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Business Objects to acquire Cartesis for performance management

Business intelligence software vendor Business Objects plans to acquire business performance management software vendor Cartesis -- but one analyst says there's a lot to integrate.

Business intelligence software vendor Business Objects S.A. today announced plans to acquire privately held performance management software vendor Cartesis S.A. in a deal worth  225 million euros (approximately $300 million U.S. dollars) in cash.

Business Objects, with dual headquarters in Paris and San Jose, Calif., has been building out a performance management suite for about three years, since its 2005 acquisition of performance management vendor SRC Software Inc., according to CEO John Schwarz during a press call this morning. The acquisition of Cartesis S.A., with dual headquarters in Paris and Norwalk, Conn., will give Business Objects "best in class" features for financial consolidation and reporting, he said. It's functionality that the company hopes will help it compete more formidably in the performance management software market.

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The move comes on the heels of Oracle's acquisition of Hyperion and underlines a trend toward combined BI and performance management platforms, which analyst firms such as Gartner and others have long predicted. The idea is that organizations can strengthen backward-looking business intelligence activities with the forward-looking budgeting, planning and forecasting features of performance management software -- also known as corporate performance management (CPM), business performance management (BPM) or enterprise performance management (EPM) software.

Business Objects: Cartesis customers will benefit

Business Objects is committed to supporting Cartesis customers, Schwarz said. It boasts about 42,000 customers worldwide, while Cartesis has about 1,300, including Citizens Bank Corporation, Cargill, Nissan, PepsiAmericas and Sysco. Schwarz said both companies' customers will benefit from the combined performance management suite. Business Objects plans to integrate the two vendors' features for enterprise planning, budgeting and profitability management in the suite, he said, while adding in Cartesis's financial consolidation and reporting functionality. Business Objects' integrated data model is a differentiator, he said, as is its underlying platform.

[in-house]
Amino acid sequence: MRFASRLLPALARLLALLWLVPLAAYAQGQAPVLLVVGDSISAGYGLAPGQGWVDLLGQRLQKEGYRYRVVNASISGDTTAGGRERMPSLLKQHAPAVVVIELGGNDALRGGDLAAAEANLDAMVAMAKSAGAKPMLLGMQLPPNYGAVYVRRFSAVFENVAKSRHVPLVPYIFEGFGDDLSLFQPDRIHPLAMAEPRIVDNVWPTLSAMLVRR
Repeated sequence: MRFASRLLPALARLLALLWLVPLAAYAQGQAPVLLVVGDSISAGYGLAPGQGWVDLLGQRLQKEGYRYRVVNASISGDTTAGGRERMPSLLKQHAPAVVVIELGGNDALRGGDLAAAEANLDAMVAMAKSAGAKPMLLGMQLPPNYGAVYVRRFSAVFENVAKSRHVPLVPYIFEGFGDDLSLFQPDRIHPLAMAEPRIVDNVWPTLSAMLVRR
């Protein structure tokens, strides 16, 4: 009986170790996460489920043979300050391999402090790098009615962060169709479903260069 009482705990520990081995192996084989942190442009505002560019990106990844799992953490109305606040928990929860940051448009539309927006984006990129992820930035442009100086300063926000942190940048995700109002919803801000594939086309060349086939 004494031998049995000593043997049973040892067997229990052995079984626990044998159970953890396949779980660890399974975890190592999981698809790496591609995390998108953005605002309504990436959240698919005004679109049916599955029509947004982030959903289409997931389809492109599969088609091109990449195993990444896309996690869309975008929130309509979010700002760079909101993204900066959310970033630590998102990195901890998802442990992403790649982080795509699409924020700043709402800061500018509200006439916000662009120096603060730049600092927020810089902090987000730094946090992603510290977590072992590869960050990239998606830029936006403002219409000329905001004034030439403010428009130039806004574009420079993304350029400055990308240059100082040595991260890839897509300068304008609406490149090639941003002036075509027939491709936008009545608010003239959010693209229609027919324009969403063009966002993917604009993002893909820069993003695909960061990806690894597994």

"We believe that being standards-based, independent of transactional and other operational data systems, and being able to cover all of the data in the enterprise, and beyond the enterprise, is where the differentiation comes between us and our competition," Schwarz said.

Analyst: Lots of product integration ahead

The acquisition is likely a "knee-jerk reaction" to the Oracle-Hyperion deal, according to Gerry Brown, senior analyst with Towcester, U.K.-based Bloor Research International Ltd. While it may help Business Objects get deeper into the combined BI and performance management market and compete more directly with Oracle, there will be some significant product integration required to deliver a unified suite, he said. Cartesis acquired several products in a series of small 2005 acquisitions and is still in the process of integrating its own portfolio.

"Cartesis has been trying to integrate their products and flesh out a platform, and Business Objects has been doing the same thing," Brown said. "These are two sets of products that look very similar from the outside, so they'll need to do some severe product rationalization."

But Business Objects will benefit from the services arm of Cartesis, which includes several hundred financially savvy consultants, he said. Professional services are often required for financial consolidation implementations, Brown explained, and that's something Business Objects will need as it expands its performance management products and reaches out to more chief financial officers.

Cartesis will become a part of the Business Objects Enterprise Performance Management product line organization. Mark Doll, senior vice president and general manager of Global Services and EPM for Business Objects, and Didier Benchimol, CEO of Cartesis, will lead the integration efforts, according to the press release.

The deal is expected to close within 90 days and is subject to regulatory approval and other customary closing conditions.

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